Speaking of which, the former director of the Austin Convention Center Department pleaded guilty to tampering with government records.13 Austin police have charged a child advocate, and the co-founder of a company that handles court functions for the judiciary, with pedophilia.14

The Austin Fire Department fired a supervising fireman who delayed his crew’s response to a medical emergency because he went to a burger joint next door to order food after they received the call. Naturally, the fireman is scaling the termination appeals ladder. These people never voluntarily give up government jobs.15

Not to be outdone, a Travis County grand jury has indicted a fired Austin police officer on multiple felonies, including drugs, prostitution, and assault.16  In other routine police business, the City is thinking of demolishing police headquarters downtown and moving it north.17 Simultaneously, the police department is resisting giving up its helicopter unit.18 Since this is the same police department that can’t account for nearly $1 million that might be owed it, it’s taken to cracking down on jaywalking and using the newly installed video cameras at various intersections to issue traffic tickets to raise money.19  Under such conditions, law school professor Butler Shaffer has suggested motorists strictly comply with traffic lights to defeat their purpose.20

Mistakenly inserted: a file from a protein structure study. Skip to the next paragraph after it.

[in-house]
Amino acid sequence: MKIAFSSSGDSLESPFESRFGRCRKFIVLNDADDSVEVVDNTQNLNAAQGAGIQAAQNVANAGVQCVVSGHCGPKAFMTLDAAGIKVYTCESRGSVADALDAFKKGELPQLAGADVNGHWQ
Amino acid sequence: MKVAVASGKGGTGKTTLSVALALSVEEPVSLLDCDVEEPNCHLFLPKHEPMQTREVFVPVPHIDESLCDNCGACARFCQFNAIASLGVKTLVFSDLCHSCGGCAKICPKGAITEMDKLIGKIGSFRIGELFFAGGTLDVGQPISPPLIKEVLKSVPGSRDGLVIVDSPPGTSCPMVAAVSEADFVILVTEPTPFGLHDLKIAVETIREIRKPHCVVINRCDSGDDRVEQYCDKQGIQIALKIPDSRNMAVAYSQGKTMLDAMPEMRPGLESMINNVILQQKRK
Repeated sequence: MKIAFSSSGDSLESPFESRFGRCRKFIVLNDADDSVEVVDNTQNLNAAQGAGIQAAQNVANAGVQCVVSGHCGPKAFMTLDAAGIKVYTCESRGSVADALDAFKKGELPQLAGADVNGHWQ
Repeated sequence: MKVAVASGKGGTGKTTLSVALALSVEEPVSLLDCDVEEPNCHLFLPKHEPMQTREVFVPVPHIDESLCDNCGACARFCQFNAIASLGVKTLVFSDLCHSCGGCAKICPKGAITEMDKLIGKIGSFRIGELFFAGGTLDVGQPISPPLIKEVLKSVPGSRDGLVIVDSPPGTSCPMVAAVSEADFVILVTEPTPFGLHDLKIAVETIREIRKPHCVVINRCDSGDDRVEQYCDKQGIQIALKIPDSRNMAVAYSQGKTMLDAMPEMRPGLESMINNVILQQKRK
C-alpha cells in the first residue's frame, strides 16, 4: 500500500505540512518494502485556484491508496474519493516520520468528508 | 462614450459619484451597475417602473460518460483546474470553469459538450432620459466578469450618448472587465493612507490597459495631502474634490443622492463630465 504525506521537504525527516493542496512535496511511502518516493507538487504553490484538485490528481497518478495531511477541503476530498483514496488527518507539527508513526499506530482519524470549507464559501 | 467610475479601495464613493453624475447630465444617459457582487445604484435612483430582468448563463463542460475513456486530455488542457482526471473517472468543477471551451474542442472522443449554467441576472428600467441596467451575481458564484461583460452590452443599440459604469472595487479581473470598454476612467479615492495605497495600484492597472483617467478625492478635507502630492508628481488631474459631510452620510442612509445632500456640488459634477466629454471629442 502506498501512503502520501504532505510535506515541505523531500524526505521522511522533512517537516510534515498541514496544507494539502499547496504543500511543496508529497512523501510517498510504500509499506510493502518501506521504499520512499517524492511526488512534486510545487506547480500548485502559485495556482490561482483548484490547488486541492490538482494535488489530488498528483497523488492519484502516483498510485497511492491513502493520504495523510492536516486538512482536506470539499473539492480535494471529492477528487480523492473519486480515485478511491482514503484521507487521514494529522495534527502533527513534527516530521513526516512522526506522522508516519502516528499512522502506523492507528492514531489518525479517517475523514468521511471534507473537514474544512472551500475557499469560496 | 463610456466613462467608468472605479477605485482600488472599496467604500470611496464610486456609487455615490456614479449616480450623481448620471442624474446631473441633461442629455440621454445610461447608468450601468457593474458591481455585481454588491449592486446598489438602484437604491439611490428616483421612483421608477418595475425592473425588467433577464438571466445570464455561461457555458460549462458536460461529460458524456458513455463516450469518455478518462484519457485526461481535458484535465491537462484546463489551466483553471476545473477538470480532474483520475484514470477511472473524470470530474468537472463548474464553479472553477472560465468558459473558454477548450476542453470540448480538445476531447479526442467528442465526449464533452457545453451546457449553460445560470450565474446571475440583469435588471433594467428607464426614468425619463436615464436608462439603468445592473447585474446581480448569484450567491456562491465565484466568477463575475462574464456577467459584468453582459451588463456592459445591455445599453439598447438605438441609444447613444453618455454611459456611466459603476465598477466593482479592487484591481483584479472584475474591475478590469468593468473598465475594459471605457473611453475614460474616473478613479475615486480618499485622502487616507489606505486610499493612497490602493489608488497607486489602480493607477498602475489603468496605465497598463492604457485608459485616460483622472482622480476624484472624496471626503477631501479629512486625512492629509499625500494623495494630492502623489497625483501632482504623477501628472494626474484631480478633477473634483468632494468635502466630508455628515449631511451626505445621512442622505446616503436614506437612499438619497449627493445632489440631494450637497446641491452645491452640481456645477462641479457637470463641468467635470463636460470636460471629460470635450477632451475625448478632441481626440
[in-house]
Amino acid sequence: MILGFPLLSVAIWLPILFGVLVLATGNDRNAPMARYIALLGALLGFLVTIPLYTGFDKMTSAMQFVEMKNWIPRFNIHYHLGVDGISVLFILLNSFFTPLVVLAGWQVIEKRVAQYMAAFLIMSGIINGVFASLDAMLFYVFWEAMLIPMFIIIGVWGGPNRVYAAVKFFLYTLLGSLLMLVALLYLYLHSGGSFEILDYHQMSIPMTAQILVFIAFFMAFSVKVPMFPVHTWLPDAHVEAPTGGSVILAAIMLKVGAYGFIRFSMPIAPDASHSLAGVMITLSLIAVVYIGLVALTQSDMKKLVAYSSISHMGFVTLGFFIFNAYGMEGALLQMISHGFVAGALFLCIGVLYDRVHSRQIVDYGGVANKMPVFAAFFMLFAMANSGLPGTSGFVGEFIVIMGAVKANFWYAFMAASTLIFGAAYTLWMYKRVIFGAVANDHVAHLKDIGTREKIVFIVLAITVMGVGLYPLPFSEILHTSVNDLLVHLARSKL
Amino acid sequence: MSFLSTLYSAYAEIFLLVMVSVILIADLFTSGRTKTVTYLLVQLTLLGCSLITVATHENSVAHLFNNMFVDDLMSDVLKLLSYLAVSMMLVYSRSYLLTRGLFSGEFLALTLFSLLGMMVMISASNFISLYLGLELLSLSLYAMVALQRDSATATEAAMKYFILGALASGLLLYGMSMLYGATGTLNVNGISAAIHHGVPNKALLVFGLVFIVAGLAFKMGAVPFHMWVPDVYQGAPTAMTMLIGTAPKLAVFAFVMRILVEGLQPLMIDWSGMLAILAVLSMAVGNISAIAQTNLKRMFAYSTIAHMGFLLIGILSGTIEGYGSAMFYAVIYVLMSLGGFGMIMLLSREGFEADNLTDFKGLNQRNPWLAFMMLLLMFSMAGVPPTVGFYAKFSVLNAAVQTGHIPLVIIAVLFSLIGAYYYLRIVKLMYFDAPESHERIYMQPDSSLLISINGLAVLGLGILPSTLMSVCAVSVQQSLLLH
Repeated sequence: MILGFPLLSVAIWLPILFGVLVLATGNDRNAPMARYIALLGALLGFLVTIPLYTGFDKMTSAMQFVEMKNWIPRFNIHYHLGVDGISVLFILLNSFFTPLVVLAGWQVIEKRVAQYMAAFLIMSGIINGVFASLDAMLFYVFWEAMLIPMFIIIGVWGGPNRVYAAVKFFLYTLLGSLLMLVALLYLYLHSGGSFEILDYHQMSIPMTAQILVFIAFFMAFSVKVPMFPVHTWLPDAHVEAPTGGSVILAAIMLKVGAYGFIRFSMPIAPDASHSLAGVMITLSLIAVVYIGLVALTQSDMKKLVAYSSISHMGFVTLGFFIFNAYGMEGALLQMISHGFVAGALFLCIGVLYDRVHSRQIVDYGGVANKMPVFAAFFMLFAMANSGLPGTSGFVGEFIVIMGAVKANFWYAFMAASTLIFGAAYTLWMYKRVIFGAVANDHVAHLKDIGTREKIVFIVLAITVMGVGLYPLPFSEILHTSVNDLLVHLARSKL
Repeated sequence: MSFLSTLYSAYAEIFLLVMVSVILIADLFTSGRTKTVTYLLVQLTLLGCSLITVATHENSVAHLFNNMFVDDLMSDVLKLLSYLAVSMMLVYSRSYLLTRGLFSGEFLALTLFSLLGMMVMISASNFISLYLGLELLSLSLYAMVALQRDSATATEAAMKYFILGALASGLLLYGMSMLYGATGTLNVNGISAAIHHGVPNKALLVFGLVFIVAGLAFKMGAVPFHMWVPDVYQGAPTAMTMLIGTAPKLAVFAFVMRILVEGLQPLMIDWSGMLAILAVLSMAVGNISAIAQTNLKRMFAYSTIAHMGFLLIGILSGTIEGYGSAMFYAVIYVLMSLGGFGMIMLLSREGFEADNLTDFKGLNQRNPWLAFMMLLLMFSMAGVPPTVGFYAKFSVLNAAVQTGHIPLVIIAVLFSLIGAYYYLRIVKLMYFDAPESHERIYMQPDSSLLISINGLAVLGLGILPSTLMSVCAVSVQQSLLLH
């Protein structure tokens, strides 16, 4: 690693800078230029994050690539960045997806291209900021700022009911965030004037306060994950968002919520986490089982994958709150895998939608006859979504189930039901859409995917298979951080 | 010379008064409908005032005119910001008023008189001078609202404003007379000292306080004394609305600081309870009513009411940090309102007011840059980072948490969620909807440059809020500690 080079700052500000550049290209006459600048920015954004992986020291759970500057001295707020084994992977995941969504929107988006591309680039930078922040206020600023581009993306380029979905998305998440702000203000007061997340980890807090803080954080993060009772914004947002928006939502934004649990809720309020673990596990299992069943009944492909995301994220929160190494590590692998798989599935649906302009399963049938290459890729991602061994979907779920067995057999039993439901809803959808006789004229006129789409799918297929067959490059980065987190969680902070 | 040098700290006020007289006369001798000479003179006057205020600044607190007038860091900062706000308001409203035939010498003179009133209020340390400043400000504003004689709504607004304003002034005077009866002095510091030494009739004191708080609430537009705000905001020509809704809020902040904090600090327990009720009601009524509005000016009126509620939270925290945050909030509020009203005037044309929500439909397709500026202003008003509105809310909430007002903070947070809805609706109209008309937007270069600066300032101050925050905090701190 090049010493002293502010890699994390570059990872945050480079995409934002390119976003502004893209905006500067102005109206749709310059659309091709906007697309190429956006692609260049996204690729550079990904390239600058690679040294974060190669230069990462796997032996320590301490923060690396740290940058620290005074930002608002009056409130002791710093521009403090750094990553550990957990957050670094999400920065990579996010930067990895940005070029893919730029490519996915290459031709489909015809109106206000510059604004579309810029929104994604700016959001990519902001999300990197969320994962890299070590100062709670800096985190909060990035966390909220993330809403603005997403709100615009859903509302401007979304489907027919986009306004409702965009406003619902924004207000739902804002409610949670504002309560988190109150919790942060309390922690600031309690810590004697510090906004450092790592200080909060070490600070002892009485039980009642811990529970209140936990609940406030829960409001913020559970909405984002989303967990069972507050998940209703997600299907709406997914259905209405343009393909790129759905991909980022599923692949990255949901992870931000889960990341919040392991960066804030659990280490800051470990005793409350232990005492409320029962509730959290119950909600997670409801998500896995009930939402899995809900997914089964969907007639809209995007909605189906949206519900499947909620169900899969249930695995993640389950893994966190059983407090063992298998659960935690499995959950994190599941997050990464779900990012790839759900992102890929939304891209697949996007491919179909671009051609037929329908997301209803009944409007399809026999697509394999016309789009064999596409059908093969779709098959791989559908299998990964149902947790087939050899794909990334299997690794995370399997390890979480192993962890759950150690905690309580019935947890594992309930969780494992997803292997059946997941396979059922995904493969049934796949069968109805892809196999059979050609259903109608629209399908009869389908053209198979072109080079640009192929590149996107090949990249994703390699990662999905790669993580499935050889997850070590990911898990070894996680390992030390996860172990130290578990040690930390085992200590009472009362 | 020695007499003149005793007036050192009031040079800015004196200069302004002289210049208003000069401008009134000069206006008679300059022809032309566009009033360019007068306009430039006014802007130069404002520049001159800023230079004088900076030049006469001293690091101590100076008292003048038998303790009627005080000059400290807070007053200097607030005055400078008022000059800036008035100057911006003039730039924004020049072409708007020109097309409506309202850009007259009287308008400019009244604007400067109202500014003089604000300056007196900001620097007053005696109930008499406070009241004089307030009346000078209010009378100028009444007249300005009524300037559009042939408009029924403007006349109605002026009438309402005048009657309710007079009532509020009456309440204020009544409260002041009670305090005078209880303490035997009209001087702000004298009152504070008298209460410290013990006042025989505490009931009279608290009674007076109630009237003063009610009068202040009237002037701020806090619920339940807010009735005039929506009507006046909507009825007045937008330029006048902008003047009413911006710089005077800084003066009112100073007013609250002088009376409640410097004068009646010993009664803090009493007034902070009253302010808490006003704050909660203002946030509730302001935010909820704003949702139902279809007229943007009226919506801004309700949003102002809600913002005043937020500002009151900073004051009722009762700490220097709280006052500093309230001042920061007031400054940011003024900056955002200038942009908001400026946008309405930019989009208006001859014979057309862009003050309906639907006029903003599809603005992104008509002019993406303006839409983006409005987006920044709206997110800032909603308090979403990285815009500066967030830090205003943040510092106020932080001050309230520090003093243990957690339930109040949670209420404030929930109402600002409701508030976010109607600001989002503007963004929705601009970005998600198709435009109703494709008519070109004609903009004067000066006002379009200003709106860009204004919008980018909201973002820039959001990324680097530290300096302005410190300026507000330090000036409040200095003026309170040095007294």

Along with red-light cameras, the Business Journal reports trendy businesses are “popping up” across “the southwestern quadrant of downtown, creating the beginnings of a seamless retail experience that will, in the future, carry pedestrians from the Austin Convention Center to the Whole Foods-anchored Market District.”21  Because nothing conveys the Austin experience like dodging 15-miles-over-the-speed-limit SUVs with “Free Tibet” bumper stickers and drivers yapping on their cell phones, in between trudging along concrete in 90-degree humidity. Then, when you discover the four-figure, upscale contemporary furniture unit of your dreams (which looks suspiciously like the late ‘70s furniture in UT campus buildings, minus the decades of beverage stains), you’ll learn the store doesn’t deliver.